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Tuesday, 26 February 2013

Silent No More

By Sharon Ostrow who blogs at It's All About the Journey

My life was out of control and had been for years. I couldn't pinpoint exactly what was wrong. I only knew that I was unhappy.

My first marriage was a disaster and crumbled after seven years and three children. I fled in the night from my husband who was violent and unpredictable. I thought that once I was away from him that I'd be happier but this wasn't the case, and in fact after that I couldn't seem to maintain any of my relationships with men. My self esteem was low and I felt that I still didn't have control over my life.

One of my friends, who happened to have been my batterer's second wife and was mistreated by him as well, sent me a book called Battered Woman by Lenore E Walker. As painful as it was to read, this book set me on the path to healing.

How could I let the two words "battered woman" define who I was? I didn't speak of it to anyone. There is a stigma that accompanies victims of battering, much like that of rape. The victim blames herself for what happened and is ashamed.

My living situation at the time was not a nurturing one in that respect, either. I was part of a religious cult. We were taught to only speak for positive thoughts and speaking about the past was definitely not encouraged. This only led to my feelings of isolation.

By putting a name to the crime of battering, to know that I was not alone was an enormous relief. My friend encouraged me to seek out a support group but this was not a choice for me at the time. I continued to read books on the subject of battering and I also kept a journal which was therapeutic and a catalyst for empowerment.

During the years that followed I lived, as I have mentioned, within a religious cult which had gradually gotten less strict but for me was still repressive and controlling. The women were not encouraged to speak out. We were taught to be submissive and, as I call it, "barefoot and pregnant” both in the literal and emotional sense. In other words: dependent and kept at home.

This situation, too, crumbled after more than 30 years. I now realize the reasons I stayed for so long were basically the same reasons I stayed with my batterer: low self esteem, co-dependence and lack of personal finances. This is not to mention the fear of being banished from the group or stigmatized in some way.

I have some perspective now and as a grandmother, I feel it is time to tell my story not only for my own healing but for the sakes of thousands of battered women and children in this world today. You can break through, you can heal and you can break the silence.

I read a saying recently that states if you are going to write your life story, don't give someone else the pen. You are the one creating your own life, no one else.

[INVITATION: All elders, 50 and older, are welcome to submit stories for this blog. They can be fiction, non-fiction, poetry, memoir, etc. Please read instructions for submitting.]

Posted by Ronni Bennett at 05:30 AM | Permalink | Email this post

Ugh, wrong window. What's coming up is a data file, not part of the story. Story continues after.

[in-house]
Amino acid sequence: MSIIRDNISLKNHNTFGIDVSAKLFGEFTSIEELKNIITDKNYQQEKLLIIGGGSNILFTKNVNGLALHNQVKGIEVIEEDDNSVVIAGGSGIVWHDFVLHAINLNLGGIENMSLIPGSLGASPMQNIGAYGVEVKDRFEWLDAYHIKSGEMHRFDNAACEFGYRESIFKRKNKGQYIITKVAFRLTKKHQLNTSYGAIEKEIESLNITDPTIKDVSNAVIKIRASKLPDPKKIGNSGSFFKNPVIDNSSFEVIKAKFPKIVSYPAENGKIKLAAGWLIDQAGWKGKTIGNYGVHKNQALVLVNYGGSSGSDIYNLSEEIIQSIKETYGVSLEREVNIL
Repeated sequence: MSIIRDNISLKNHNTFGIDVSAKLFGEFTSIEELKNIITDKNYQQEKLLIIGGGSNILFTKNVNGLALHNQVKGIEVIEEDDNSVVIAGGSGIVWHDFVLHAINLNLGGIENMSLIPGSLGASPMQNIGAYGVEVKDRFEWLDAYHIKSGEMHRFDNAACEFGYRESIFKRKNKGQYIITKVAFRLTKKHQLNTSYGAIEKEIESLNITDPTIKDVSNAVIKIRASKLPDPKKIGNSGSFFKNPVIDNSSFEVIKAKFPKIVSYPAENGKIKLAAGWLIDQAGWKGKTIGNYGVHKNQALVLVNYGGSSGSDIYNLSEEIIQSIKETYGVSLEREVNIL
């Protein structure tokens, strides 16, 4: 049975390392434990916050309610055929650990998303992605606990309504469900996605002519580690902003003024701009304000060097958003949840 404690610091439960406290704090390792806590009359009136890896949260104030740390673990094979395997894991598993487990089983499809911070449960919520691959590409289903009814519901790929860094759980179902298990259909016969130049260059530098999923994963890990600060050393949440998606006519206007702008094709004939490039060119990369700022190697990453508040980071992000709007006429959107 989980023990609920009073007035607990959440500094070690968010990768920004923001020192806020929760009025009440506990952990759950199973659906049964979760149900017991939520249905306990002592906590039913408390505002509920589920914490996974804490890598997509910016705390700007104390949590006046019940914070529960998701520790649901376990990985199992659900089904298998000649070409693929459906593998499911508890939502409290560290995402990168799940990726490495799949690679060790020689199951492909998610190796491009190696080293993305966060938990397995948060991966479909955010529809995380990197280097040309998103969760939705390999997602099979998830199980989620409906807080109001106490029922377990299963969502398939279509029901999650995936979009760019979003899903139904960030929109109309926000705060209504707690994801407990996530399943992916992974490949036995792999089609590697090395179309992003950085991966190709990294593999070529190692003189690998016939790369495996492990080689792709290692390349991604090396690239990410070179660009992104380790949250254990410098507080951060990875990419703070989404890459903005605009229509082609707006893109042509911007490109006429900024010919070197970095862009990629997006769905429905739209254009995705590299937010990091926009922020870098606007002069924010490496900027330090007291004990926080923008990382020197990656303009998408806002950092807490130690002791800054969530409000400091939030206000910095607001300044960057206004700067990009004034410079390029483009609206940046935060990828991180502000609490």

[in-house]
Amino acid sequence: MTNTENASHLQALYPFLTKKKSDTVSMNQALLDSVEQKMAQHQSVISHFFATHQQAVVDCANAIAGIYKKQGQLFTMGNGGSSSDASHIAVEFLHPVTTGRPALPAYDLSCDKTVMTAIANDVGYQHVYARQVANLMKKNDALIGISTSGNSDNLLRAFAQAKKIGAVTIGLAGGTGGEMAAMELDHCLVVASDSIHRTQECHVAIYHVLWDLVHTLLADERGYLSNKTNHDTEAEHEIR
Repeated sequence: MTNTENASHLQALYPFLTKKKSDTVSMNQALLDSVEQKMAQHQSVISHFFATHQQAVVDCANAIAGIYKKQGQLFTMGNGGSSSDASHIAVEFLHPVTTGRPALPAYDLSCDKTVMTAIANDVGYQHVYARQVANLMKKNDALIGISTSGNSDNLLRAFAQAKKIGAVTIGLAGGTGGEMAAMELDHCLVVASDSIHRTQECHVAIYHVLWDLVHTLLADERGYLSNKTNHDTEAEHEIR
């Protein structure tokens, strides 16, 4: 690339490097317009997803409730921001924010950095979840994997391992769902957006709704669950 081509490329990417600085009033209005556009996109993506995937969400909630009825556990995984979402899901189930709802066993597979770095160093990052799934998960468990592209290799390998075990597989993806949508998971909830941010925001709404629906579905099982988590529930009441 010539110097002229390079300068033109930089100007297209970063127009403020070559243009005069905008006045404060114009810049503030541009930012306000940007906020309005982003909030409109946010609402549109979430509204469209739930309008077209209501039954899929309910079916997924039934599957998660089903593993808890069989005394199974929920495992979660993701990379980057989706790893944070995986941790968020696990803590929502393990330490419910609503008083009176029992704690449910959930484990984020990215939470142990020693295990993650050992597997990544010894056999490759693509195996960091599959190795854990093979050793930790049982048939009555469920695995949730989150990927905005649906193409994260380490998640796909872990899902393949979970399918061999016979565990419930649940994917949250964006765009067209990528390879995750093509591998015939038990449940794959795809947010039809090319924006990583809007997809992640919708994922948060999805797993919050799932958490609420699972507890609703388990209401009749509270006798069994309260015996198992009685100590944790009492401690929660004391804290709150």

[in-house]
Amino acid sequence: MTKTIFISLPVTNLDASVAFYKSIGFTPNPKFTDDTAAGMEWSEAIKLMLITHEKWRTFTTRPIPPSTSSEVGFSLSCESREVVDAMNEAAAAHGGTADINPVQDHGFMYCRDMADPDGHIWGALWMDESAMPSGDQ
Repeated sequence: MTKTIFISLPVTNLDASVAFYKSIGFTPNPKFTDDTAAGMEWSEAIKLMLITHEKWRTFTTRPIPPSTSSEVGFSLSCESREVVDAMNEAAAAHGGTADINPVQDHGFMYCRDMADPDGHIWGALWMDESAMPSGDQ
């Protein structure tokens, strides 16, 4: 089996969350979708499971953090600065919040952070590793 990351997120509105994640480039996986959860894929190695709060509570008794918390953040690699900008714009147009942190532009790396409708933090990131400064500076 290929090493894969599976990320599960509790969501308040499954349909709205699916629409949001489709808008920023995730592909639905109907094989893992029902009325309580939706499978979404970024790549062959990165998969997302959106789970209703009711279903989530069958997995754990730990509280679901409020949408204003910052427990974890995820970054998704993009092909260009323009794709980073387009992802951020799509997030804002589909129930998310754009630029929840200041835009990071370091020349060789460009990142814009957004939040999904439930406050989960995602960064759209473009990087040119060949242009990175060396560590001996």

Thank you for the honesty and these words that may encourage others who are in similar situations. I wish you all the best in taking up that pen and putting it to paper and look forward to perhaps reading more about it here.

Sharon, Every story of abuse is different, but there are similarities. For example, the tendency to feel ashamed and to blame one's self as you did.

Many of us remember a time when people believed (or at least said) that what happens behind closed doors is between the people involved. It's not any business of neighbors, the police, or the courts.

We've made so much progress in that area, yet we still have abusive husbands (and some wives), the Jerry Sanduskys of the world, and pedophile priests. It's an enormous advance that the abused can now accuse and confront an abuser and see him locked up forever.

I admire your courage and hope you'll do more writing to help others as well as yourself.

I'm so glad you escaped your batterer--and the religious cult. Thank you for telling your story. Unfortunately, in my experience, because most religions believe in the subjugation of women, historically violence against women has been and sometimes still is condoned. For this reason among many others I have been personally nonreligious for many years.

I spent a brief time in an abusive relationship in my 30s. I was fortunate to realize that not only must I escape my abuser but also to have the education, skills and resources to do so. Many women don't, so they stay or leave and return repeatedly. During my career in social services, I worked with many abused women, and I never forgot that there but for a combination of positive circumstances went I.

Keep writing, Sharon, and I'm so happy that you are free.

Thank you for this personal statement Sharon, I hope that you continue writing your life story.
I believe abuse is a crime, period, regardless of the relationship between the criminal and victim.
I wish you well.

Sad story indeed but you must continue to write more about it for it will cleanse your soul and make you a stronger person.

Thank you for sharing your thoughts on this important topic. Women can be subjugated and abused in a variety of relationships, not just marriage. That journey is one that no one else can take other than you. Good luck to you on your new life.

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